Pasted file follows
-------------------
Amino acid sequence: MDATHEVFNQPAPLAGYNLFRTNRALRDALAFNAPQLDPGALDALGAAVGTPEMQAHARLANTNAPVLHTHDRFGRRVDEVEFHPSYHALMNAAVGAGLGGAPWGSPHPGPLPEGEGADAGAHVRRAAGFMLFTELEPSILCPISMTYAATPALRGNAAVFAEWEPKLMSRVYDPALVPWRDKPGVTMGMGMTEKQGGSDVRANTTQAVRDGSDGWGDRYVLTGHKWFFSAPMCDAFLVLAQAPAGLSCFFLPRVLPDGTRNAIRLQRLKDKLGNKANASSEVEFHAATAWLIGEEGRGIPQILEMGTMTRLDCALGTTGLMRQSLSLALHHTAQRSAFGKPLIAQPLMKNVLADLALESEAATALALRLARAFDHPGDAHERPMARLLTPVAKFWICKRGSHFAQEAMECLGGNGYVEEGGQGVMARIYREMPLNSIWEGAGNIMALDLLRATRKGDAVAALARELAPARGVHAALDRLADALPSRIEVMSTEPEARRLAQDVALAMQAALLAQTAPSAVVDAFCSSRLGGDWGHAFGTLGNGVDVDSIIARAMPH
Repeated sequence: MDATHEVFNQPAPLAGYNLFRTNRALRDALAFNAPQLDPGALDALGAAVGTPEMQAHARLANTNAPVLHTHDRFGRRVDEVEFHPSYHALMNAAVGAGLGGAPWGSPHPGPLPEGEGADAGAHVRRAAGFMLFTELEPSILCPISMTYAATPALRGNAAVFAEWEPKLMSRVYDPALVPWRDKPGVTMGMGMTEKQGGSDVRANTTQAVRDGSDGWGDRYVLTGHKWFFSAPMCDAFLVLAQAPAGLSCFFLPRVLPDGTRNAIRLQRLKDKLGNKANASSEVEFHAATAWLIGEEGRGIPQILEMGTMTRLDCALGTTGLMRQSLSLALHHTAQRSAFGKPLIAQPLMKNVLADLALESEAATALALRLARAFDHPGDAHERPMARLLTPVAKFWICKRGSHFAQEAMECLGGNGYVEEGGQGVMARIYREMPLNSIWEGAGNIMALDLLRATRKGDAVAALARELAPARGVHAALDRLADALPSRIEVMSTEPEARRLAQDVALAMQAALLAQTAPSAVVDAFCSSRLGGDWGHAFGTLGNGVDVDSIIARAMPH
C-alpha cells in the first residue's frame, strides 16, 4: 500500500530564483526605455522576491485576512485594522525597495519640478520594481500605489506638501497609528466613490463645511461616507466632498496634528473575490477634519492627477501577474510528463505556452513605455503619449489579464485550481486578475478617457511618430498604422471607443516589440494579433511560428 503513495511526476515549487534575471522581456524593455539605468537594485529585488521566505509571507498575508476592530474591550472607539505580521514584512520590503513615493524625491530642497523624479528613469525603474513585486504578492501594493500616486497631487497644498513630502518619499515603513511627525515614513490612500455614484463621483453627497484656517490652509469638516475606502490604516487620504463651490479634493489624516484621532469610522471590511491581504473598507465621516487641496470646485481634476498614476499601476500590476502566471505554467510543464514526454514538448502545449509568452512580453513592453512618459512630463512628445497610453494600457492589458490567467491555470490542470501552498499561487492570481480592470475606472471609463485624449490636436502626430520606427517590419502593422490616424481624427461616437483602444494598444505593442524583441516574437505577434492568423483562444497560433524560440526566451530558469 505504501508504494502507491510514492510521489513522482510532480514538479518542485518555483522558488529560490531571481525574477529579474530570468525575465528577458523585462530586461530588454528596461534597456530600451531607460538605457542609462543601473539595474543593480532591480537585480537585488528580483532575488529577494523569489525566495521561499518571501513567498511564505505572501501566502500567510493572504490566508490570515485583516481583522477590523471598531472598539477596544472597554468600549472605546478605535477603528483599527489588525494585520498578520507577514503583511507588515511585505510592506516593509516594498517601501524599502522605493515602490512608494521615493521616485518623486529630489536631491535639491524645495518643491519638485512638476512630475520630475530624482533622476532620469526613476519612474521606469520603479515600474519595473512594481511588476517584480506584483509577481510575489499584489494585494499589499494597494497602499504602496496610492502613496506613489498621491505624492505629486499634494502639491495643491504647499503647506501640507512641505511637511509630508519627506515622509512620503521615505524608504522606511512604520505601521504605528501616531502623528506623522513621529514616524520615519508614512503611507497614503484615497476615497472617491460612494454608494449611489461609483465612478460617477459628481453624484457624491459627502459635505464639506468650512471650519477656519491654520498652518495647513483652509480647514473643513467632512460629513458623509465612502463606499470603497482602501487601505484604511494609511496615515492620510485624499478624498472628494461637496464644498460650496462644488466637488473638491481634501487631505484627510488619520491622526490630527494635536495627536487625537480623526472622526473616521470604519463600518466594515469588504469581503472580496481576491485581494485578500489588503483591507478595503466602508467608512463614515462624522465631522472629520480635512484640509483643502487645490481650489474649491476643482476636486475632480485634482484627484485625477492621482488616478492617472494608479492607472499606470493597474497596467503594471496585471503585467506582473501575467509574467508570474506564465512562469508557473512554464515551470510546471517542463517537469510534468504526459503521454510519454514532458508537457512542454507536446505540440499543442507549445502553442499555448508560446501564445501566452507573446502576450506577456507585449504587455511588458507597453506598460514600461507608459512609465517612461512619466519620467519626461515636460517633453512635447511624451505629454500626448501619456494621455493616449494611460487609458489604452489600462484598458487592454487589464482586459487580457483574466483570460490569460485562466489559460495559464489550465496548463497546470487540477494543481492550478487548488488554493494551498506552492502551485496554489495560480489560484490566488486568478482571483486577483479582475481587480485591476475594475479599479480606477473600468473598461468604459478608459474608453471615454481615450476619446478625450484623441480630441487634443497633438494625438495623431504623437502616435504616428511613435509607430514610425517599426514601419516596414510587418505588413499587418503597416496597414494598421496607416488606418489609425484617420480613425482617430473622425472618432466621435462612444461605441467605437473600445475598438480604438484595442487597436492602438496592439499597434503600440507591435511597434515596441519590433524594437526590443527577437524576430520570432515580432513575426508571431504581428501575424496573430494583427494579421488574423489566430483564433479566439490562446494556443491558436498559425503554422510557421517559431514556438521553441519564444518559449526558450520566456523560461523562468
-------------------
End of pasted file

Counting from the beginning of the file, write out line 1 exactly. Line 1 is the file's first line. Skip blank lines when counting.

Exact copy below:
Amino acid sequence: MDATHEVFNQPAPLAGYNLFRTNRALRDALAFNAPQLDPGALDALGAAVGTPEMQAHARLANTNAPVLHTHDRFGRRVDEVEFHPSYHALMNAAVGAGLGGAPWGSPHPGPLPEGEGADAGAHVRRAAGFMLFTELEPSILCPISMTYAATPALRGNAAVFAEWEPKLMSRVYDPALVPWRDKPGVTMGMGMTEKQGGSDVRANTTQAVRDGSDGWGDRYVLTGHKWFFSAPMCDAFLVLAQAPAGLSCFFLPRVLPDGTRNAIRLQRLKDKLGNKANASSEVEFHAATAWLIGEEGRGIPQILEMGTMTRLDCALGTTGLMRQSLSLALHHTAQRSAFGKPLIAQPLMKNVLADLALESEAATALALRLARAFDHPGDAHERPMARLLTPVAKFWICKRGSHFAQEAMECLGGNGYVEEGGQGVMARIYREMPLNSIWEGAGNIMALDLLRATRKGDAVAALARELAPARGVHAALDRLADALPSRIEVMSTEPEARRLAQDVALAMQAALLAQTAPSAVVDAFCSSRLGGDWGHAFGTLGNGVDVDSIIARAMPH